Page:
Strange noises and delay with unformatted SATA3 hard drive on SATA2 port
Motherboard ASUS P5B Deluxe WiFi (SATA2 Intel ICH8 controller, 6 ports, in IDE mode)
CPU Intel Core2 Duo (2.4 GHz)
2 GiB RAM
2 SATA2 hard drives Seagate 320GB-system HD, 500GB)
3 SATA2 hard drives WD Green (3 x 2TB) data disks
2 optical drives (ATA)
1 floppy drive 1.44 MiB (3 1/2)
Main O.S. win XP.
I try to add a new WD20EARX hard drive (2TB SATA3). I disconnected one of the already connected 2TB HDs and connected the new drive to the power and data cables. On power-on (POST) it was quite long to detect the new drive. The drive was correctly reported in the BIOS setup. I remarked rhythmic noises during this phase, something like 4 or 5 per second, very regular. It wasn't the irregular noises we hear from dying drives. I never had such noises in the past, connecting new SATA2 drives.
Furthermore, after partitioning, copying data from another partition and running chkdsk from xp on boot-up, the drive was silent, like the remaining drives. This was true for the POST, and running XP or Linux livecds.
I have to add that format and partition copy with GParted were very long, I think. About 10 minutes for the (quick) ntfs format, instead of 1 minute or so I expected. Something like 4 hours for 400GiB copy, from SATA to SATA (no USB).
But, I found that the copy wasn't correct, and the data were largely corrupted. So, I decided to repeat the process. I did disconnect all other drives, boot into GParted live, I deleted the partition and erased the first 10 MiB of the hard drive (with dd from the terminal) to be sure that there is nothing wrong from the previous session. After reboot, the strange regular noises were back, as well as the delay to be detected in the POST.
The drive is reported healthy and OK by SMART in the POST.
What do you think?
I didn't find anything similar in Linuxquestions or elsewhere. I find info about defective or dying drives, but this stopped once the drive formatted and reappeared after deleting the partitions and the partition table.
- Can there be any issue for the unformatted SATA3 drive on the SATA2 controller?
- Anything to do with jumpers? WD claims that there is no need of jumpers to connect it to a SATA2 controller. No need to use the special jumper for the alignment, as the partitioning is done by Linux.
- Any BIOS issue?
Some mainboards have difficulties with some specific SATA3 disks, this may be an issue here. It may also be a faulty or not correctly fitting SATA data cable. I would try to change that first, to rule this out.
After that I would recommend to test the disk with manufacturer's diagnosis tool. If the drive passes the test I would recommend to test the disk in a different computer, if possible.
Thank you TobiSGD.
I checked the cables, no solution.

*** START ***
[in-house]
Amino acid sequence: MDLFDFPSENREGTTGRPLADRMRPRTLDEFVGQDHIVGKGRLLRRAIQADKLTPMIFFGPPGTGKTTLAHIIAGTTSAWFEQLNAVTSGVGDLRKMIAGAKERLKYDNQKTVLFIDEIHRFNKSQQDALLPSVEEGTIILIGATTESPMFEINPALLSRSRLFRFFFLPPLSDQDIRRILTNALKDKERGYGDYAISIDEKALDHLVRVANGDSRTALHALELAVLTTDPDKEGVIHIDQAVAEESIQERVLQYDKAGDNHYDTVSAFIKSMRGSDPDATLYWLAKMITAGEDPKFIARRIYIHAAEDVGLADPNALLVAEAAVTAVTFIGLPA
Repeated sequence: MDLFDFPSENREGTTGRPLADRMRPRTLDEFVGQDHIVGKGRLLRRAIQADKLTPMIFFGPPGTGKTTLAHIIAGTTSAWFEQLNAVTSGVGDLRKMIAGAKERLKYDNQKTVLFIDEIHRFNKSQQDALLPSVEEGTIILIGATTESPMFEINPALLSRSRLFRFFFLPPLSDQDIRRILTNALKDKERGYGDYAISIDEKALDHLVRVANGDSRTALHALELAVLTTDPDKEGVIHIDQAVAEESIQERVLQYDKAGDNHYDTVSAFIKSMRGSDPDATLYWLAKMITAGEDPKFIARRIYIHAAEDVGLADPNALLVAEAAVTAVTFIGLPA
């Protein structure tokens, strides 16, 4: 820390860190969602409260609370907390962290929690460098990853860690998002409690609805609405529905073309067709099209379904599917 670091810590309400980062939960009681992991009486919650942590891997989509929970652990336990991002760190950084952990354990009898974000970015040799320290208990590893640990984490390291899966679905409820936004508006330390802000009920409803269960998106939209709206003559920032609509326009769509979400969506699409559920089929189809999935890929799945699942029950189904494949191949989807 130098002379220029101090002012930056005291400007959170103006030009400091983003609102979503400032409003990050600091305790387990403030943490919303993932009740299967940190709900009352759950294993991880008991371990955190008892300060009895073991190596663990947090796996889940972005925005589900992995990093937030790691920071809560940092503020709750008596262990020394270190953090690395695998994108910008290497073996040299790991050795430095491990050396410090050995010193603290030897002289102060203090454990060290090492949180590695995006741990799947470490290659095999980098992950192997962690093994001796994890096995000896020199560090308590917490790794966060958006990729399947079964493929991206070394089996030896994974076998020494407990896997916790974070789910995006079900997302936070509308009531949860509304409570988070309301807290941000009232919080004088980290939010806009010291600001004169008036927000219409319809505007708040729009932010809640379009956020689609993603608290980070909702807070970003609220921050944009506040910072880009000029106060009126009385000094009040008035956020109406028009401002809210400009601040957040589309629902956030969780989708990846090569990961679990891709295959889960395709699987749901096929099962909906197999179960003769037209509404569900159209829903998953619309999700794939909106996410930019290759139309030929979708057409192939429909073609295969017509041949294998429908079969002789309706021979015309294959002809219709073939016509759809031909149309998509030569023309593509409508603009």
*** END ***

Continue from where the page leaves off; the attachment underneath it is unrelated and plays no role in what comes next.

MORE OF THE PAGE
I tried from win xp (although I am more confident to the Linux tools), just in case... : I tried 2-3 times to have the drive detected by the disk manager, I created a partition but wasn't allowed to format it at all!
It seems that there is a hardware problem in the drive.
I had a second drive of this same model (bought from some other computer shop a few days later). I tried it instead and found that everything was much easier and faster. The drive appeared in the POST almost immediately (with a delay of just 1-2 seconds). Creating the partition table was a matter of 2 seconds for GParted, same for the creation of a new unformatted partition. The (quick) format took no more than 5-10 seconds. All this, with no jumper on the drive. However, I forgot to check dmesg. I have to check this too.
From this, I understand that the problem is related to the drive it self, not to the BIOS or the software. That's why I gave it back to the service with no further check, to be replaced. However, I will test the working drive, to be sure that everything is right. I remarked that the transfer rate is rather lower than the sata2 drives, but I think it is minor problem. I try to avoid BIOS update if not absolutely necessary. From the other side, I have 1 PCI-e port only, so I have to choose a SATA3 controller or a USB3 card.
I will post latest news about the hardware issue, in the next few days.
SATA3 disks are not really faster than SATA2 disks, the main purpose for those high specs of SATA3 is the ability to handle the speeds of modern SSDs, so you can't expect a significant speedup just because a disk has a SATA3 interface.
It seems that there are less and less SATA2 drives in the market.
I understand well that numbers like 1.5 or 3 or 6 gbit/s refer to the interface, not to the data source (the rotating hard drive). Perhaps it is true for the cached content only.
The basic SATA 1.5 gbit/s means 187.5 MB/s, i.e. about 10 GiB/minute. I never noticed myself more than 5 GiB/minute for a big volume transfer (100 GiB or more) between drives.
I just wondered why a first fast check gave even slower speeds than that (4 or 4.5 minutes for 15 GiB of data). Anyway, reliability is more important than extreme speed, for me. :)
The hard drive was defective of damaged. The service lab checked it and gave me a new one (same model).
I can't exclude that the drive was damaged in the shop, due to some fall to the floor. The packaging is really bad, just a fine plastic sealed cover. (I remember the packaging of the old hard drives, at the era of, say, 2GB (instead of TB! ). A case of very thick cardboard and a thick plastic foam cover.)
I have to install and partition it in the next few days.
I installed the new hard drive. No problem this time.
Thank you very much, all!
|All times are GMT -5. The time now is 11:35 AM.|